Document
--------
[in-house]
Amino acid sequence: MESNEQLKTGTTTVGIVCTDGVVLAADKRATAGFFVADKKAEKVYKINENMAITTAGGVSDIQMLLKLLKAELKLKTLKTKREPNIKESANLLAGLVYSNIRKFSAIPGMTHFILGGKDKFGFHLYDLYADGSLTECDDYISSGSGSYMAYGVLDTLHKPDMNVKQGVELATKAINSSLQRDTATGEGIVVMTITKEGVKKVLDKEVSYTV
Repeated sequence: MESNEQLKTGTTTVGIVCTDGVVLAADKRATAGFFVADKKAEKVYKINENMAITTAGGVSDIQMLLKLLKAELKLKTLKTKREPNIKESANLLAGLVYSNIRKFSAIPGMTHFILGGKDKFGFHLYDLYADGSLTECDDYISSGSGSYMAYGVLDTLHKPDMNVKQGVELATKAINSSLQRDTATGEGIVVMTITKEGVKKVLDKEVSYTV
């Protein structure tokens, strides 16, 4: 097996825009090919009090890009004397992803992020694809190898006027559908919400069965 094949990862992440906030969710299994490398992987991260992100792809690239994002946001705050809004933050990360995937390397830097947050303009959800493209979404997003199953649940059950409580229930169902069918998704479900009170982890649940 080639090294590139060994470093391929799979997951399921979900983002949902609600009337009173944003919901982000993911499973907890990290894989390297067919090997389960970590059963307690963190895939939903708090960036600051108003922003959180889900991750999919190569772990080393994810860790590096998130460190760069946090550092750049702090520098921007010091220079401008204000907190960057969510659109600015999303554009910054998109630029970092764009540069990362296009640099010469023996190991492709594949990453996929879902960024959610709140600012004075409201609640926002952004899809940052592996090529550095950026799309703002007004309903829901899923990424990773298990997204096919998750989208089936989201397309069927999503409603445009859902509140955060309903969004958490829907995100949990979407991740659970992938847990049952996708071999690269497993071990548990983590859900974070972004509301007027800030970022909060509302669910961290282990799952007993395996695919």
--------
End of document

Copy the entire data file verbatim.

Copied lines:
[in-house]
Amino acid sequence: MESNEQLKTGTTTVGIVCTDGVVLAADKRATAGFFVADKKAEKVYKINENMAITTAGGVSDIQMLLKLLKAELKLKTLKTKREPNIKESANLLAGLVYSNIRKFSAIPGMTHFILGGKDKFGFHLYDLYADGSLTECDDYISSGSGSYMAYGVLDTLHKPDMNVKQGVELATKAINSSLQRDTATGEGIVVMTITKEGVKKVLDKEVSYTV
Repeated sequence: MESNEQLKTGTTTVGIVCTDGVVLAADKRATAGFFVADKKAEKVYKINENMAITTAGGVSDIQMLLKLLKAELKLKTLKTKREPNIKESANLLAGLVYSNIRKFSAIPGMTHFILGGKDKFGFHLYDLYADGSLTECDDYISSGSGSYMAYGVLDTLHKPDMNVKQGVELATKAINSSLQRDTATGEGIVVMTITKEGVKKVLDKEVSYTV
């Protein structure tokens, strides 16, 4: 097996825009090919009090890009004397992803992020694809190898006027559908919400069965 094949990862992440906030969710299994490398992987991260992100792809690239994002946001705050809004933050990360995937390397830097947050303009959800493209979404997003199953649940059950409580229930169902069918998704479900009170982890649940 080639090294590139060994470093391929799979997951399921979900983002949902609600009337009173944003919901982000993911499973907890990290894989390297067919090997389960970590059963307690963190895939939903708090960036600051108003922003959180889900991750999919190569772990080393994810860790590096998130460190760069946090550092750049702090520098921007010091220079401008204000907190960057969510659109600015999303554009910054998109630029970092764009540069990362296009640099010469023996190991492709594949990453996929879902960024959610709140600012004075409201609640926002952004899809940052592996090529550095950026799309703002007004309903829901899923990424990773298990997204096919998750989208089936989201397309069927999503409603445009859902509140955060309903969004958490829907995100949990979407991740659970992938847990049952996708071999690269497993071990548990983590859900974070972004509301007027800030970022909060509302669910961290282990799952007993395996695919």